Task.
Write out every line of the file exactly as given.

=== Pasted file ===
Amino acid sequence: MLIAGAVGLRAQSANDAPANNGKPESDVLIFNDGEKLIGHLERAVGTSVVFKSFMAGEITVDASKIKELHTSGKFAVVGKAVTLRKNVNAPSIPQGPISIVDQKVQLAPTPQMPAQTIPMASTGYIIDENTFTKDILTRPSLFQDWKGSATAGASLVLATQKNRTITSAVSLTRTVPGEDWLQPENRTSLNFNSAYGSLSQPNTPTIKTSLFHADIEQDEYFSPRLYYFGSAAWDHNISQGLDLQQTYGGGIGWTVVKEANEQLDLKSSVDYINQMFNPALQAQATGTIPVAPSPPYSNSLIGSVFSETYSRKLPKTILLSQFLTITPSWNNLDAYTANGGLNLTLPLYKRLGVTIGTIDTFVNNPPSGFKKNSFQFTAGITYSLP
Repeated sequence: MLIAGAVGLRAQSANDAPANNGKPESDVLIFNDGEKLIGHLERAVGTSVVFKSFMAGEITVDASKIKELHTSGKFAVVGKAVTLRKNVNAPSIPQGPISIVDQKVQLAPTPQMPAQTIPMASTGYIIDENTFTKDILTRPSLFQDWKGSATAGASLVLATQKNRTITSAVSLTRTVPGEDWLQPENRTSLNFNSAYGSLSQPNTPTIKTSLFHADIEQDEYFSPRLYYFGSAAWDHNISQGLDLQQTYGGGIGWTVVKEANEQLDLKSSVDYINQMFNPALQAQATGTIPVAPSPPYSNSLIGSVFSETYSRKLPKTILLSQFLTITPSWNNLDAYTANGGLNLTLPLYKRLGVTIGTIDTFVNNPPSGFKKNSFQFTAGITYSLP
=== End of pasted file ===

Amino acid sequence: MLIAGAVGLRAQSANDAPANNGKPESDVLIFNDGEKLIGHLERAVGTSVVFKSFMAGEITVDASKIKELHTSGKFAVVGKAVTLRKNVNAPSIPQGPISIVDQKVQLAPTPQMPAQTIPMASTGYIIDENTFTKDILTRPSLFQDWKGSATAGASLVLATQKNRTITSAVSLTRTVPGEDWLQPENRTSLNFNSAYGSLSQPNTPTIKTSLFHADIEQDEYFSPRLYYFGSAAWDHNISQGLDLQQTYGGGIGWTVVKEANEQLDLKSSVDYINQMFNPALQAQATGTIPVAPSPPYSNSLIGSVFSETYSRKLPKTILLSQFLTITPSWNNLDAYTANGGLNLTLPLYKRLGVTIGTIDTFVNNPPSGFKKNSFQFTAGITYSLP
Repeated sequence: MLIAGAVGLRAQSANDAPANNGKPESDVLIFNDGEKLIGHLERAVGTSVVFKSFMAGEITVDASKIKELHTSGKFAVVGKAVTLRKNVNAPSIPQGPISIVDQKVQLAPTPQMPAQTIPMASTGYIIDENTFTKDILTRPSLFQDWKGSATAGASLVLATQKNRTITSAVSLTRTVPGEDWLQPENRTSLNFNSAYGSLSQPNTPTIKTSLFHADIEQDEYFSPRLYYFGSAAWDHNISQGLDLQQTYGGGIGWTVVKEANEQLDLKSSVDYINQMFNPALQAQATGTIPVAPSPPYSNSLIGSVFSETYSRKLPKTILLSQFLTITPSWNNLDAYTANGGLNLTLPLYKRLGVTIGTIDTFVNNPPSGFKKNSFQFTAGITYSLP